A nice, big-picture view of Crowdsourcing a.k.a. Open Innovation, from Jeff Howe of Wired.
The real question keeps coming back to how companies effectively harness this creative energy and create value. Meaning – how do traditional businesses earn revenue and pay salaries when all the value-creation is hemorrhaging out into the crowd?
The example of how crowdsourcing in the area of stock photography reduced the average cost of an image from 300 dollars to one dollar — is terrifying. Similarly The value of 11 newspaper companies traded on the public market since 2005 dove a combined $23.7 billion in the first half of this year. There will continue to be much gnashing of teeth as this creative destruction marches forward.
Starbucks has gotten a lot of attention recently. From the Return of the Jedi, Howard Shultz, come to save the Republic from the evil empire, to the launch of their idea exchange, to the imminent closure of 600 stores.
Peter Merholz of Adaptive Path has the latest, this time on the opportunity of reimagining the Starbucks experience.
Peter’s post really got me thinking. First off, a bit of deconstruction is in order: I think there is an underlying assumption that if Schultz talks about the “Starbucks experience” and “returning to our core” what he really means is, “Let’s go back to what drove our phenomenal growth in order to get more growth” In other words, he only wants to deliver experience that is in the service of growth. I am not sure that ideal customer experience and growth always go hand-in-hand, especially if you are Starbucks in July of 2008.
The complexity of what it actually means for Starbucks to deliver a great in-store experience is what will make it near-impossible for them to succeed. To do it they will need to fight:
Their history, their shareholders, the sources of much of their current revenue. Here is why:
Starbucks’ fortunes rose on a near military-style focus on uniformity – a great café with a great cup of coffee all across the U.S. Then it expanded profits by introducing higher margin junk food options (I am sorry but a “Mint Chocolaty Chip Frappuccino” with a pre-packaged sandwich can’t be what Howard Schultz means when he says “returning to our core…all things coffee”). After junk food, Starbucks brought music (not local but mass market) and convenience store products (gum, breath mints and fancy versions of the candy bar) into the experience to keep growth going… The very products Starbucks now sells diminish the experience into generic “retail” when Starbucks initially succeeded by creating a sense of a hangout, a café. It was never retail in the way that Best Buy is retail. It was a cafe!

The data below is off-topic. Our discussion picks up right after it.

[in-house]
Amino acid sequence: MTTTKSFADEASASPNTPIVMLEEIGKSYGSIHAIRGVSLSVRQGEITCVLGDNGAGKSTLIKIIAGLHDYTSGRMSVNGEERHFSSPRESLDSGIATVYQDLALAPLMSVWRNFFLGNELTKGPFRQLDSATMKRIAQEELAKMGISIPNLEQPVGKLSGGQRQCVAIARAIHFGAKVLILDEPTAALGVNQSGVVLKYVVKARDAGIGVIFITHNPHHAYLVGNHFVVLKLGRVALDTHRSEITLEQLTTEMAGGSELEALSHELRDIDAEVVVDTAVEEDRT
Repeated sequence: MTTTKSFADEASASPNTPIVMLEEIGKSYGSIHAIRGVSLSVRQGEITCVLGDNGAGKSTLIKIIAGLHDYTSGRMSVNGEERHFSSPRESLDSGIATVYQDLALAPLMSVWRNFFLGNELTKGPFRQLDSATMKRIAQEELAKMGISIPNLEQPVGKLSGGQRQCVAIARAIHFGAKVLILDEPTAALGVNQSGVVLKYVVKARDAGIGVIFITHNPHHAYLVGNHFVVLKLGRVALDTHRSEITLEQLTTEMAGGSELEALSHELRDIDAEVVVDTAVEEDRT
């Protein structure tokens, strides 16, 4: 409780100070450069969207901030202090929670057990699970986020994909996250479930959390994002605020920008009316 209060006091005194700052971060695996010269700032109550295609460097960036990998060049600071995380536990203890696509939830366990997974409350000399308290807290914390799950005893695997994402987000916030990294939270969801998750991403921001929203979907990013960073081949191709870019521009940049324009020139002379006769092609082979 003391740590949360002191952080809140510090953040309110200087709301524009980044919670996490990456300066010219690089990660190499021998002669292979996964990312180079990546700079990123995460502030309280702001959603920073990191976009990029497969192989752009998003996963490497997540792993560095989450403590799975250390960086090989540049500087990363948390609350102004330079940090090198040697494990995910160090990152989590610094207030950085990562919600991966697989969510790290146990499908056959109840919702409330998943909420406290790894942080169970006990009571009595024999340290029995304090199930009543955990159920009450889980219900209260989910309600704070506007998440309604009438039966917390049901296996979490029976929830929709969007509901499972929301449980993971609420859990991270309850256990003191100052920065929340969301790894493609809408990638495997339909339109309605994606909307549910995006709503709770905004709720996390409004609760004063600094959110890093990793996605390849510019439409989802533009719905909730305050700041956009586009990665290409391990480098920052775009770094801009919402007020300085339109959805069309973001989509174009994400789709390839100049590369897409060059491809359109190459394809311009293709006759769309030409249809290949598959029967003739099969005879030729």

From a business perspective Starbuck’s faces stark choices if they want to reorganize around “experience”. (1)They have a business model that no longer remotely resembles a café (and will make any experience design problematic because what if the experience is improved by getting rid of 40% of the merchandise and narrowing the “all things coffee” options? What board is going to agree to that?). (2)They have a very corporate culture and (3) a huge workforce trained by the previous regime. They can’t imagine the experience from scratch in other words. Finally, who says that one customer’s experience in Duluth is what customers want in San Francisco or Orlando? The idea of a pan-world Starbucks experience is probably off-target to begin with…
I imagine something outside of the Starbucks empire: a slow return to the Long Tail of cafes. Small, niche places that have a direct investment in the communities they serve. Designing one-off unique experiences won’t be hard because rather than board members needing to hire intermediaries to follow customers around with clipboards, or create an online idea exchange (as much as I do like them), these owners actually know their community and clientele and want to create an environment for good coffee and conversation. As a sign in my favorite coffee place says, “Good things happen over coffee”